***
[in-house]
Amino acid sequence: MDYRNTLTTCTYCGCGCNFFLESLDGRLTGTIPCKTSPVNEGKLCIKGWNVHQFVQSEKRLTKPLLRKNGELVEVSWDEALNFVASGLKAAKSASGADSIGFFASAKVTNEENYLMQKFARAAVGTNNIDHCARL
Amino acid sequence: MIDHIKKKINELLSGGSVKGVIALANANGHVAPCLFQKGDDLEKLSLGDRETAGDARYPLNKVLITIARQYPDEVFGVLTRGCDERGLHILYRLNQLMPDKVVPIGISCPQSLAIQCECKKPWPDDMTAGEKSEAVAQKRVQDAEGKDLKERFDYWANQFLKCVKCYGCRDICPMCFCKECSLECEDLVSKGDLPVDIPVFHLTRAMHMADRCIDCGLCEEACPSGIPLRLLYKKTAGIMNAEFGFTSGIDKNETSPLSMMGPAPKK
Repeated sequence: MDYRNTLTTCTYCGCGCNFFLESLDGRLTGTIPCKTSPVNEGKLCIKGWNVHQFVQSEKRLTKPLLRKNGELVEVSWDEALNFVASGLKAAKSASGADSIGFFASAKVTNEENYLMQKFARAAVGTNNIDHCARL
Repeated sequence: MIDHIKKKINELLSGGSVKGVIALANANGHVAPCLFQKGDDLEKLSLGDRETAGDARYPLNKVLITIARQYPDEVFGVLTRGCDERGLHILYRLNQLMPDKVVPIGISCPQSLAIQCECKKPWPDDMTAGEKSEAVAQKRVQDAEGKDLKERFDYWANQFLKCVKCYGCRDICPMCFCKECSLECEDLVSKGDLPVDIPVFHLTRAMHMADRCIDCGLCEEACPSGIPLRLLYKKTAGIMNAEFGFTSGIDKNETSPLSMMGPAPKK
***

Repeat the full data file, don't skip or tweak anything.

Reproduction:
[in-house]
Amino acid sequence: MDYRNTLTTCTYCGCGCNFFLESLDGRLTGTIPCKTSPVNEGKLCIKGWNVHQFVQSEKRLTKPLLRKNGELVEVSWDEALNFVASGLKAAKSASGADSIGFFASAKVTNEENYLMQKFARAAVGTNNIDHCARL
Amino acid sequence: MIDHIKKKINELLSGGSVKGVIALANANGHVAPCLFQKGDDLEKLSLGDRETAGDARYPLNKVLITIARQYPDEVFGVLTRGCDERGLHILYRLNQLMPDKVVPIGISCPQSLAIQCECKKPWPDDMTAGEKSEAVAQKRVQDAEGKDLKERFDYWANQFLKCVKCYGCRDICPMCFCKECSLECEDLVSKGDLPVDIPVFHLTRAMHMADRCIDCGLCEEACPSGIPLRLLYKKTAGIMNAEFGFTSGIDKNETSPLSMMGPAPKK
Repeated sequence: MDYRNTLTTCTYCGCGCNFFLESLDGRLTGTIPCKTSPVNEGKLCIKGWNVHQFVQSEKRLTKPLLRKNGELVEVSWDEALNFVASGLKAAKSASGADSIGFFASAKVTNEENYLMQKFARAAVGTNNIDHCARL
Repeated sequence: MIDHIKKKINELLSGGSVKGVIALANANGHVAPCLFQKGDDLEKLSLGDRETAGDARYPLNKVLITIARQYPDEVFGVLTRGCDERGLHILYRLNQLMPDKVVPIGISCPQSLAIQCECKKPWPDDMTAGEKSEAVAQKRVQDAEGKDLKERFDYWANQFLKCVKCYGCRDICPMCFCKECSLECEDLVSKGDLPVDIPVFHLTRAMHMADRCIDCGLCEEACPSGIPLRLLYKKTAGIMNAEFGFTSGIDKNETSPLSMMGPAPKK